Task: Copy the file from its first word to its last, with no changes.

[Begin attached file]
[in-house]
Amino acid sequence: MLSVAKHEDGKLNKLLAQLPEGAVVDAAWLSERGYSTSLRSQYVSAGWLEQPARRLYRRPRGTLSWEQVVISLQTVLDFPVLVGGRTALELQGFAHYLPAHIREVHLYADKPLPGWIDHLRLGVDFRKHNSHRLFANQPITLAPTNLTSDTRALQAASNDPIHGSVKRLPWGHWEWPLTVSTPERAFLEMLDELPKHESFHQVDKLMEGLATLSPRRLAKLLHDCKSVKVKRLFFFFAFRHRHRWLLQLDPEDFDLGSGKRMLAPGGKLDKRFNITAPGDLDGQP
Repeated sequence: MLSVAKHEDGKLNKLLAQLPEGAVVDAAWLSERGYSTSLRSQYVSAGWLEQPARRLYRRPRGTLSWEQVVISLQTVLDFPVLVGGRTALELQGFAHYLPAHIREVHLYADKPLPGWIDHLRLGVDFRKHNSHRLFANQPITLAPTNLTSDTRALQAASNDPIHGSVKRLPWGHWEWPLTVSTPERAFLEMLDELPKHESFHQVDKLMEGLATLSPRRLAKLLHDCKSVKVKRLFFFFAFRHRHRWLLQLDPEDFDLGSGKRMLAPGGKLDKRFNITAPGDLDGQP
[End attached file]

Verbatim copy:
[in-house]
Amino acid sequence: MLSVAKHEDGKLNKLLAQLPEGAVVDAAWLSERGYSTSLRSQYVSAGWLEQPARRLYRRPRGTLSWEQVVISLQTVLDFPVLVGGRTALELQGFAHYLPAHIREVHLYADKPLPGWIDHLRLGVDFRKHNSHRLFANQPITLAPTNLTSDTRALQAASNDPIHGSVKRLPWGHWEWPLTVSTPERAFLEMLDELPKHESFHQVDKLMEGLATLSPRRLAKLLHDCKSVKVKRLFFFFAFRHRHRWLLQLDPEDFDLGSGKRMLAPGGKLDKRFNITAPGDLDGQP
Repeated sequence: MLSVAKHEDGKLNKLLAQLPEGAVVDAAWLSERGYSTSLRSQYVSAGWLEQPARRLYRRPRGTLSWEQVVISLQTVLDFPVLVGGRTALELQGFAHYLPAHIREVHLYADKPLPGWIDHLRLGVDFRKHNSHRLFANQPITLAPTNLTSDTRALQAASNDPIHGSVKRLPWGHWEWPLTVSTPERAFLEMLDELPKHESFHQVDKLMEGLATLSPRRLAKLLHDCKSVKVKRLFFFFAFRHRHRWLLQLDPEDFDLGSGKRMLAPGGKLDKRFNITAPGDLDGQP